I've been traveling a lot lately and I enjoy long plane rides if only because they permit me to read. Lately I've encountered numerous stories about 1967's "Summer of Love" (SCA's 50th isn't the only anniversary going on).
I'll admit it: I was around during the Summer of Love, though as I was all of 11 years old I didn't fully participate in the, um, experience. What I most remember is spending three weeks with my family on a lake in southwestern Maine. I did all the typical kid things: swimming, fishing, wandering through the woods -- the very activities Richard Louv notes many of today's children miss out on. As a city kid, exploring this strange new outdoor world was a blast.
Rainy days were often my favorites. The other vacationers would flee indoors to their jigsaw puzzles and paperbacks, or jump in the car and go antiquing. And that left everything outside to me. The clouds made the world seem very small, as if someone had trapped me under a giant, fog-filled bowl. Except I didn't feel captive, I felt freed.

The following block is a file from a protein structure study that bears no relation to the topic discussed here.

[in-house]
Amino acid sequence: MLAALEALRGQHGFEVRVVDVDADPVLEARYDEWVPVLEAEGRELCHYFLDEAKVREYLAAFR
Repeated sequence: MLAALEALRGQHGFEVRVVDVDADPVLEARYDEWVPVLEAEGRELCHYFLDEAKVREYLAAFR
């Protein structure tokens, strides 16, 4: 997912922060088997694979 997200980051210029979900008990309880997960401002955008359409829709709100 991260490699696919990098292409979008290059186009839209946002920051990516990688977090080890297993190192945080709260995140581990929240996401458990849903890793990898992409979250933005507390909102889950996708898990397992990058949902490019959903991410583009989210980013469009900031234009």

I loved walking barefoot through the wet grass. Getting a sudden soaking whenever a breeze rustled the overhead branches into applause. Watching fuel from the fishing boats form an undulating Peter Max poster on the lake surface (and remember, this was without the chemical enhancements of the day).
One afternoon, ambling through the raindrops along a pock-marked beach, I found a plastic salamander that had apparently washed ashore. It was shiny black with the most perfectly shaped yellow polka dots. I picked it up and got the shock of my life when it started squirming between my fingers. I regret to report the little critter became the first amphibian in space.
Just the same, if you're planning to hit the mountains, beach or both in the next week, my advice is don't let any showers dampen your day. With the right mindset, true adventure can be yours if you just add water and stir. Or as Clapton sang in '67, "let it rain, let it rain...let it ra-aa-ain."